Public realm scheme cuts Larne’s parking spaces

Larne town centre. INLT-23-702-con
Larne town centre. INLT-23-702-con

Some traders and drivers say that the reduction in town centre car park space has hit trade and is discouraging shoppers from using the area.

The total number of parking spaces in the town centre area has been reduced by seven due to the public realm scheme, equivalent to 6.5 per cent of the total spaces available before work started.

Last week, the Times saw several cars park in the loading bay outside Woodside’s.

One driver said: “My only option is to park here and risk a fine. I have a disabled child and Ihave to come down to the pharmacy a lot but parking is a nuisance.

“I can’t take my disabled child out of the car easily, epsecially when she is ill, so I want to park nearby so I can keep an eye on her. I would avoid the town centre, but when my daughter is ill i have no choice.

Another resident told the Times: “The council says the public realm scheme is going to get people into Larne, but people are avoiding the town as parking is horrendous. I would rather go to an out-of-town store.”

Butcher Owen Donnelly said his trade had fallen 30 per cent since Christmas, which he believes is largely due to the public realm scheme.

“I won’t condemn the public realm scheme but it doesn’t help,” he stated.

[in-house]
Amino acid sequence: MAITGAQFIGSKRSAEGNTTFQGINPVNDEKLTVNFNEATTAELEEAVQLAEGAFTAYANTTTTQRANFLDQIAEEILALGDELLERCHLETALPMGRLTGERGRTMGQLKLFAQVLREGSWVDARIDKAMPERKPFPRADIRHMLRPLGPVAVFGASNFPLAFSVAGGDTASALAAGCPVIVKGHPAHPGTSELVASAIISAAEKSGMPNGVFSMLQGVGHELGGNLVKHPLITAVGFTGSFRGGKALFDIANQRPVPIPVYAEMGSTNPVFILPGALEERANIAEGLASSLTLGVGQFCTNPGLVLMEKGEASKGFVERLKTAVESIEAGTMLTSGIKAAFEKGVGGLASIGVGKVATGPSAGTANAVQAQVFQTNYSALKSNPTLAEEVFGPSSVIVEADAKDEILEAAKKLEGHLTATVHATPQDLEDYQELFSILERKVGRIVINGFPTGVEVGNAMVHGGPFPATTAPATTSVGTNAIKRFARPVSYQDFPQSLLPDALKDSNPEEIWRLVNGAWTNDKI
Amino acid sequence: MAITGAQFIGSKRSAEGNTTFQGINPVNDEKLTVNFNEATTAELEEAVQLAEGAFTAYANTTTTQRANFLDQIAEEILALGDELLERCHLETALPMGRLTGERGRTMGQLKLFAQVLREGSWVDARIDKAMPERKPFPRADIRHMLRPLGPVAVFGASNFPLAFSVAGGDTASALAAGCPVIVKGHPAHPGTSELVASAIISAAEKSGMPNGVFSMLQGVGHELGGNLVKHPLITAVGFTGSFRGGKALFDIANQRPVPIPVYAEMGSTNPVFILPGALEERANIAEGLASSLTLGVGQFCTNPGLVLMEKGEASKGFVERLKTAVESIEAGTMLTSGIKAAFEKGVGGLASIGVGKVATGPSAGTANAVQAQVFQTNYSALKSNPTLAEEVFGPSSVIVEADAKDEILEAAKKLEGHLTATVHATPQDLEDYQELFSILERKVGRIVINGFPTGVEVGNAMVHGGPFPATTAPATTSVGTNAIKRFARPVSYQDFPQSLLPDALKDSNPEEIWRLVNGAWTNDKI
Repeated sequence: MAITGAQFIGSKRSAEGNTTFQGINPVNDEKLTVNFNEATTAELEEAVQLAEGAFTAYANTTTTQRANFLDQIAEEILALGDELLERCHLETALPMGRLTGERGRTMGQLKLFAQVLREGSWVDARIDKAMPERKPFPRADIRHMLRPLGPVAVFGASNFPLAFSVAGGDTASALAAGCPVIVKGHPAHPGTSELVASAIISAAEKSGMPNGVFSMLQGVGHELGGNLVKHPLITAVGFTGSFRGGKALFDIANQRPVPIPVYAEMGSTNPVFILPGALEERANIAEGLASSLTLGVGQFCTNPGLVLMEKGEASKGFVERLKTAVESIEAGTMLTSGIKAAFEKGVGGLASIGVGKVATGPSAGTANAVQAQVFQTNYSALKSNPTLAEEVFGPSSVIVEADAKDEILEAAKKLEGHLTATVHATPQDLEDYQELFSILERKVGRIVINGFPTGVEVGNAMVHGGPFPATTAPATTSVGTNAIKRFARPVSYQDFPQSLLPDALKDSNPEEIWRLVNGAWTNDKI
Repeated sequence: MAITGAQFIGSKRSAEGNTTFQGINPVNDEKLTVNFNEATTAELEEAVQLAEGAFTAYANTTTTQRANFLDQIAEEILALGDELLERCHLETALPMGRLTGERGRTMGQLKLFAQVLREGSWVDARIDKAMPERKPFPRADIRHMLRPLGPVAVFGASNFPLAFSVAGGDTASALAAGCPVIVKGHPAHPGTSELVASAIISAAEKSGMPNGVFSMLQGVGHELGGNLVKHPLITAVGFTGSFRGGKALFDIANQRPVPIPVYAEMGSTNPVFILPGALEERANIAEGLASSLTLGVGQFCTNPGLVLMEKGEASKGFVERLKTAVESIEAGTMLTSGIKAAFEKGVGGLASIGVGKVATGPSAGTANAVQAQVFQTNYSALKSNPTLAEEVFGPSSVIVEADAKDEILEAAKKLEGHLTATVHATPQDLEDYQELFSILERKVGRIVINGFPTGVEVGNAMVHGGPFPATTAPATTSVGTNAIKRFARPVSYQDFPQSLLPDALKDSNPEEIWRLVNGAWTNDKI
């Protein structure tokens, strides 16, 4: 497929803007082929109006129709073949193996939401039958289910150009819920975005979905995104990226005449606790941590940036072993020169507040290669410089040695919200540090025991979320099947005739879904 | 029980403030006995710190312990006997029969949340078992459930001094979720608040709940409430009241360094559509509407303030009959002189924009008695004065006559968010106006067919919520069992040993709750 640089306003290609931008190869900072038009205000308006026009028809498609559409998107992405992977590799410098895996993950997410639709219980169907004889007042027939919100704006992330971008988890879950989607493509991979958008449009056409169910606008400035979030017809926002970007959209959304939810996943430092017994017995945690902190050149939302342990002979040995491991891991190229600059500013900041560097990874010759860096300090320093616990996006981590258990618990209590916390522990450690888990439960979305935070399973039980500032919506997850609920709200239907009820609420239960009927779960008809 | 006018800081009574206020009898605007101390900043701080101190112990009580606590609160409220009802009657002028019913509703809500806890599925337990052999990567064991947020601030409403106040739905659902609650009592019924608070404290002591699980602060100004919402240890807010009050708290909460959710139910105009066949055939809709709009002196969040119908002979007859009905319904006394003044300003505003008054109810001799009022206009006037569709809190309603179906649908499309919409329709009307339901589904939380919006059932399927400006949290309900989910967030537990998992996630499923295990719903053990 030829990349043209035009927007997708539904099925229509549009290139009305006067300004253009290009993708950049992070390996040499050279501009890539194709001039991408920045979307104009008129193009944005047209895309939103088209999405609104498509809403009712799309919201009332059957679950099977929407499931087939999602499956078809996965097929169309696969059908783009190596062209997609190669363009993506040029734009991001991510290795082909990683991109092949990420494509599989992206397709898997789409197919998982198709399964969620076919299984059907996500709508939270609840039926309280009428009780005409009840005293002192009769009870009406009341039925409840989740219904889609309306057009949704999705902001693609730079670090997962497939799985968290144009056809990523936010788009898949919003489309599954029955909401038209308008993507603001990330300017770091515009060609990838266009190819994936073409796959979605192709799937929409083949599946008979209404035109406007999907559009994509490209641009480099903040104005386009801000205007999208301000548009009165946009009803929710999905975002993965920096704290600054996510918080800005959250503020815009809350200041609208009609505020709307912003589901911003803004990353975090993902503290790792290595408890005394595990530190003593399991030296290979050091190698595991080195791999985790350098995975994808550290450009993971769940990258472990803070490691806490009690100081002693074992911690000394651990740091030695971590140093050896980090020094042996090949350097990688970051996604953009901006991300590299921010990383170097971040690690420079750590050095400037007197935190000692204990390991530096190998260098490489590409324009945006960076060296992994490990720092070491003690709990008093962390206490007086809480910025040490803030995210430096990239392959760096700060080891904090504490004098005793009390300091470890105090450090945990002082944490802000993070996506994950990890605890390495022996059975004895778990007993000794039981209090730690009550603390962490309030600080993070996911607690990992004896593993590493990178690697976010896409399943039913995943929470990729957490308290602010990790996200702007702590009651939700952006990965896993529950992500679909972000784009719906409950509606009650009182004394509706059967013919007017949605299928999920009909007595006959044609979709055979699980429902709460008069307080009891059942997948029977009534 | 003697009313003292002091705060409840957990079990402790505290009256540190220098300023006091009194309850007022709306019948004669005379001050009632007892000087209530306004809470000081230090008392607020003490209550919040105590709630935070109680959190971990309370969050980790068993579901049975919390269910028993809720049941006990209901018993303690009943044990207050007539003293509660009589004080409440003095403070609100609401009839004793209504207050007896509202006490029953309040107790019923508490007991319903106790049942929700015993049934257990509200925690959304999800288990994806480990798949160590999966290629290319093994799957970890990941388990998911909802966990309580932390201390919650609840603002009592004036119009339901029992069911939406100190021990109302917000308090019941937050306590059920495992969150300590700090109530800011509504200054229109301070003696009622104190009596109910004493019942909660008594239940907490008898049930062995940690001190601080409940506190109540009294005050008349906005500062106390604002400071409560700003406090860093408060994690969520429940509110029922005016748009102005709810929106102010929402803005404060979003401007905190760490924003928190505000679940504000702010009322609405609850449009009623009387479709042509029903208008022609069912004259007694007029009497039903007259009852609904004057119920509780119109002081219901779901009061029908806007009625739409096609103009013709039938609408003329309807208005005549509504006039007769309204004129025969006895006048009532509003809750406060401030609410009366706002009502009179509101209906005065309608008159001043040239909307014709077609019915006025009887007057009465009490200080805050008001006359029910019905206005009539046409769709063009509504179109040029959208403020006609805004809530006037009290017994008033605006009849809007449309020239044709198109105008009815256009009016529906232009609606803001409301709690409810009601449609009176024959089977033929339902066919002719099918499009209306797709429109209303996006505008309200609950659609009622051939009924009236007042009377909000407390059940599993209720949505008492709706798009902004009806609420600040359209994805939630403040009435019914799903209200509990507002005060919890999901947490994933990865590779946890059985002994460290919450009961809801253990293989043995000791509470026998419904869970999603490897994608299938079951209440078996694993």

“our customers are complaining about not being able to park outside, and it has impacted on passing trade. It is especially difficult for old people.”

NI Hospice charity shop manager Michelle Wilson said that there had been a drop in donations since parking spaces were removed.

“We have lost a parking space outside our shop where people used to be able to drop stuff off” she explained.

“People are parking in the loading bays and abandoning their cars, but that means our delivery van can’t park in there.”

However, co-owner of Ann’s Pantry Helen Porter said her customers were happy to use the other car parks.

“My older customers would come in early to avoid the traffic, and the car parks are only £1 for five hours,” she said.

“The pavement has been built up and chairs set out by other cafes, which creates a cafe culture feel. It looks lovely and when we get the trees and benches it will be fabulous.”

A Mid and East Antrim Borough Council spokesperson stated: “A total of 101 spaces remain available; this includes disabled spaces which have not been reduced.

“The new layout, which was subject to public consultation, has created safer crossing points for pedestrians as well as providing space for trees and seating along Main Street.

“In addition there has been no change to bus stops, loading bays and the taxi rank.

“There will be no change to the number of disabled spaces and loading bays at Broadway.”